Representatives Tom Graves (R-GA) and Kyrsten Sinema (D-AZ) have introduced a bill to amend the Computer Fraud and Abuse Act. The bill, titled the “Active Cyber Defense Certainty Act,” would allow the defensive use of “beaconing” technology (see H.R. 4036). A “beacon” is a program that causes traffic to leave a network at regular intervals. Beacons are frequently employed by malware to signal to the the malware’s proprietor that a network has been compromised so that it can be accessed or connected to a botnet. H.R. 4036 would allow the defensive use of malware to beacon information that could identify an attacker. It would immunize this activity from criminal CFAA culpability, but not from civil liability. It would require notification to the FBI National Cyber Investigative Joint Task Force before using a defensive beacon and would establish a voluntary pilot program through which the FBI would approve specific tools prior to notification.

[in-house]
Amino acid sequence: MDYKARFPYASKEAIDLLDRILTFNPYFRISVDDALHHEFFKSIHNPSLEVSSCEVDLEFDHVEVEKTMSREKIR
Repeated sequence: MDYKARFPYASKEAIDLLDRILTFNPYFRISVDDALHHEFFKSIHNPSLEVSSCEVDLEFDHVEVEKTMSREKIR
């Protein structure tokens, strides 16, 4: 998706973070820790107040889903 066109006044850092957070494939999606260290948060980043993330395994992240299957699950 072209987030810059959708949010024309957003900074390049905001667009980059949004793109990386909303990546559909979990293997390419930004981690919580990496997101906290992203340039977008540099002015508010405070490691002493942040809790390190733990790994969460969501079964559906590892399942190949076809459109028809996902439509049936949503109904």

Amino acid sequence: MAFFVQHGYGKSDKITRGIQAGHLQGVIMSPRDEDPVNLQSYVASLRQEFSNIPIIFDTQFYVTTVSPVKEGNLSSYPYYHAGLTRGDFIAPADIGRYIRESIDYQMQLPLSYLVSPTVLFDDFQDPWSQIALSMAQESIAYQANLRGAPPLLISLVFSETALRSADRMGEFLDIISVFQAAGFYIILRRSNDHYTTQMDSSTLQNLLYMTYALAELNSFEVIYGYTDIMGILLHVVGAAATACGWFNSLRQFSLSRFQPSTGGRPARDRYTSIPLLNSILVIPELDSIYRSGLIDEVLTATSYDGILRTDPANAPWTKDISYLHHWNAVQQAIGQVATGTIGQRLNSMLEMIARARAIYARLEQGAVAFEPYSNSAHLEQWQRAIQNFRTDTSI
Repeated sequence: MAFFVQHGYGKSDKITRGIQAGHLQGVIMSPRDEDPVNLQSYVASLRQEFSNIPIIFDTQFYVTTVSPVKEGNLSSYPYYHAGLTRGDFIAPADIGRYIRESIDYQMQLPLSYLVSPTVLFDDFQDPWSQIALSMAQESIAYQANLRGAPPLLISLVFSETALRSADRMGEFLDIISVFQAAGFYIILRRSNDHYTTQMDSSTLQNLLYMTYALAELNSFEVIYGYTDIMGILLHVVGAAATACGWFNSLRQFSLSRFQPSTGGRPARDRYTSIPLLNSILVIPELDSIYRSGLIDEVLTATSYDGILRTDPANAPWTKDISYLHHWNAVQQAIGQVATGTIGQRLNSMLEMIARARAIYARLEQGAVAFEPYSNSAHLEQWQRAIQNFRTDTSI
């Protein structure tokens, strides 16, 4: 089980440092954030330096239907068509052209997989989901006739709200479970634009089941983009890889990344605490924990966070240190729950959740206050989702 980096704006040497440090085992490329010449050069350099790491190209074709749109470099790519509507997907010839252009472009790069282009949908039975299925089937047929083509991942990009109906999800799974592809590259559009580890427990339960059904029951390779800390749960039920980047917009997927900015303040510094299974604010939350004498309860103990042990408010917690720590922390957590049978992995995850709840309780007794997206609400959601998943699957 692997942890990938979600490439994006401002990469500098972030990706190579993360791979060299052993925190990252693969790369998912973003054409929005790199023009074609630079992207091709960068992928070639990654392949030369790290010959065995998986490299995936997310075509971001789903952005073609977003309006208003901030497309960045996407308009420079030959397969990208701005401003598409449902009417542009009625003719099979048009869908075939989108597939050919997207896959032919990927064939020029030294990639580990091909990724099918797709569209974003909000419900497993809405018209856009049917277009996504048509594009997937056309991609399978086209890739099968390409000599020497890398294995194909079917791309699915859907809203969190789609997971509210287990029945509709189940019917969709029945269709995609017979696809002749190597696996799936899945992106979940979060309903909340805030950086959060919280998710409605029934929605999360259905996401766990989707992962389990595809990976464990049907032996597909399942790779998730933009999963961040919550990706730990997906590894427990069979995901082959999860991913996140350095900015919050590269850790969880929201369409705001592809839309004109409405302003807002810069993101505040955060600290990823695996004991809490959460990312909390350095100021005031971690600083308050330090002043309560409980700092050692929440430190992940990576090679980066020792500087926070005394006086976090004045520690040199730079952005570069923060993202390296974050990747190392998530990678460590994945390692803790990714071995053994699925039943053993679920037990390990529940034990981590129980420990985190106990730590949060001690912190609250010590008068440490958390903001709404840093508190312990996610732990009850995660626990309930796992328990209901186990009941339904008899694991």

There is some good reason for relaxing the CFAA in defensive contexts, but the requirement of prior FBI authorization seems highly problematic to me. Essentially, this amounts to the cyber-deputization of private entities, which raises privacy and oversight concerns.